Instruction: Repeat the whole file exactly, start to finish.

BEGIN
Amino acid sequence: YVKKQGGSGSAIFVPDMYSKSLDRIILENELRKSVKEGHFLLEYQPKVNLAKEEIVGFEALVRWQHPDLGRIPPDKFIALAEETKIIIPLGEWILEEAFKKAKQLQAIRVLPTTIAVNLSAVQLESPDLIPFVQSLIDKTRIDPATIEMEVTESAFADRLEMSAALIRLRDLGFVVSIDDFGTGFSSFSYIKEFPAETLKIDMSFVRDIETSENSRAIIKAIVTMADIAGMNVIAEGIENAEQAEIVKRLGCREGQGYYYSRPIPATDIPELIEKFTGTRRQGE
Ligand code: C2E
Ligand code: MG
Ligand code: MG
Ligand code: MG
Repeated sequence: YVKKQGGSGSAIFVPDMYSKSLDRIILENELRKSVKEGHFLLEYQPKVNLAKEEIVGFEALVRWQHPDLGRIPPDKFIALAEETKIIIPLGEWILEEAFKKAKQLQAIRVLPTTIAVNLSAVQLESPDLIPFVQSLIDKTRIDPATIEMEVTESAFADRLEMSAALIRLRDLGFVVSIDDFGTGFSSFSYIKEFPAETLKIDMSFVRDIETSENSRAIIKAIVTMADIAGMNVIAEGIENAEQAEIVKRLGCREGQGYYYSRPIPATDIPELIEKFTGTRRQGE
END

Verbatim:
Amino acid sequence: YVKKQGGSGSAIFVPDMYSKSLDRIILENELRKSVKEGHFLLEYQPKVNLAKEEIVGFEALVRWQHPDLGRIPPDKFIALAEETKIIIPLGEWILEEAFKKAKQLQAIRVLPTTIAVNLSAVQLESPDLIPFVQSLIDKTRIDPATIEMEVTESAFADRLEMSAALIRLRDLGFVVSIDDFGTGFSSFSYIKEFPAETLKIDMSFVRDIETSENSRAIIKAIVTMADIAGMNVIAEGIENAEQAEIVKRLGCREGQGYYYSRPIPATDIPELIEKFTGTRRQGE
Ligand code: C2E
Ligand code: MG
Ligand code: MG
Ligand code: MG
Repeated sequence: YVKKQGGSGSAIFVPDMYSKSLDRIILENELRKSVKEGHFLLEYQPKVNLAKEEIVGFEALVRWQHPDLGRIPPDKFIALAEETKIIIPLGEWILEEAFKKAKQLQAIRVLPTTIAVNLSAVQLESPDLIPFVQSLIDKTRIDPATIEMEVTESAFADRLEMSAALIRLRDLGFVVSIDDFGTGFSSFSYIKEFPAETLKIDMSFVRDIETSENSRAIIKAIVTMADIAGMNVIAEGIENAEQAEIVKRLGCREGQGYYYSRPIPATDIPELIEKFTGTRRQGE